You really shouldn’t take PR speeches verbatim, it doesn’t do any good for you. Marko Ahtisaari made similar speeches about many things. As I mentioned above, I’m actually pretty sure polycarbonate unibodies and curving screens were already being worked on at Nokia *before* the swipe UI was even invented. Swipe came along very late, only in late 2010.

          Certainly Nokia was intending to create a uniform design language. Your mistake is to think it was for the N9 alone or even for MeeGo especially. I’m quite sure it wasn’t – Nokia has always spanned their designs through many product types, operating systems and generations. For example, it wasn’t that long ago that Nokia even released simulatenously design families with non-Symbian Series 30/40 and Symbian devices in the same design families.

          Nokia transitioned to one more OS during Elop, true, but sharing designs certainly was nothing new at Nokia and I have a hard time remembering any case where Nokia has made a design for just one device somehow exclusively.

          • burning nkia jumper says:

            I just say what I think – I don’t like to take weird-bot speeches verbatim, like RR logo-ore, it doesn’t do any good for anybody.

            Nokia intended to create entirely new product line to create a new market possibilities. For this purpose has gathered the best of the best so: N9 design, carbon unibody, Linux Harmattan MeeGo, software, UI, user experience, and even Steven Elop (as resource full of knowleadge and experiences), Intel+Nokia partnership – and has created the Nokia N9. Model, design, fabula, endless possibilities, idea & creation = simply: “N9 design style”.

            They could use WP but has used MeeGo.
            They could use Lumina with Windows but has used N9 with MeeGo.
            etc.etc.

            All those small changes in design, visible but still not making N9 style to disappear – are called in automotive industry very simply: “LIFTING”.

            Lumia is just N9 design style after a small lifting, and still N9 style can be recognised in it.

            Of course Nokia can use it for many things, even as a frame for pictures in N9 design style. That is something that was not destroyed by all-we-know-who.

  3. hong lik says:

    Checkout!!Now Nokia storyteller beta are available in Lumia amber update

  4. sandars says:

    Its good to see Android alternative, from Nokia.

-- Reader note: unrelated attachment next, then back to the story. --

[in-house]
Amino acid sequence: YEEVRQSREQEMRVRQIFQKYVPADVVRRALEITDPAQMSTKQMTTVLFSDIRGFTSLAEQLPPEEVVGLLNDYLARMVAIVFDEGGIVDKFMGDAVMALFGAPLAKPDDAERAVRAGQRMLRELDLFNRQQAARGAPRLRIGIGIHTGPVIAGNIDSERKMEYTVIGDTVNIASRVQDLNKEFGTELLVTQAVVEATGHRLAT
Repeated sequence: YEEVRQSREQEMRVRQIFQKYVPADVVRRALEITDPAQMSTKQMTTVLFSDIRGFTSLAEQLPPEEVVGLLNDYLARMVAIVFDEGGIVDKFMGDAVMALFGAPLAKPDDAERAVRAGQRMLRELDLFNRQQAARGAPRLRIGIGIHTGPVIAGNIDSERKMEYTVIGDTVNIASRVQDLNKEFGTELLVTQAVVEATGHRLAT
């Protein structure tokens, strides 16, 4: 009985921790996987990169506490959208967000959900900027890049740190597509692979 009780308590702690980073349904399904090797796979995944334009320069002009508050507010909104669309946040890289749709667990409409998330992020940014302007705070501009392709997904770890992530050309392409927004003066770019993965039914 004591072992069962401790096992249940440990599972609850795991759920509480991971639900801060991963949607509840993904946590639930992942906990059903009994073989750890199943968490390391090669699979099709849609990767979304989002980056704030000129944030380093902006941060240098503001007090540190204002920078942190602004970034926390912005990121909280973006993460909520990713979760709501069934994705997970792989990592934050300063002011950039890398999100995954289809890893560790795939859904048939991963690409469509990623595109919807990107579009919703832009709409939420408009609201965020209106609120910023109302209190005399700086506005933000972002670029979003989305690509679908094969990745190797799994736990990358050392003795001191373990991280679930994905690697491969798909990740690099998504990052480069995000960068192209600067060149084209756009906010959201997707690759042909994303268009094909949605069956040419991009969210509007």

5. Wishall says:

    I think the android phones should have their own design structure. The current lumia have a signature design of their own. Anyone looking at these phones can identify them as a lumia based on the design.

    Android phones are different from lumia phones and they should be kept different.

  6. SLAYER says:

    I like it. matte is great and the flash was unexpected.

  7. Damen says:

    This will be cancelled before becoming official or very soon after that depending on the actual time of closure for the Microsoft deal. There is no way Microsoft is going to sell an Android phone, no matter if it’s a heavily modified version. It would send a wrong signal.

    • Pdexter says:

      Who says Microsoft will sell it?
      Nokia keeps Nokia Research and Nokia Research handles 2/3 of Nokia’s R&D costs.

      This can be Nokia Research project, meaning Nokia’s project, not future Microsoft’s.

      • twig says:

        If it goes to Micro they should keep the line, it’s about services rather than OS. If Micro gives the OS for free and loads it up with services they follow the Google plan don’t they. Micro bought a production studio and can buy any services they want to make the real money in advertising and services. Computers are now coming out with Android and Windows installed on the same computer so this is an extension of that where the OS really doesn’t matter, it’s the services.

  8. rustyknight17 says:

    Damn , the MS deal doesn’t cover the Normandy …

  9. D Harries says:

    The red phone lying down says Carl Zeiss next to the lens.

    The picture is a misdirect, because we should be looking at the phone behind.

  10. aa says:

    emoji comes to jolla!!!!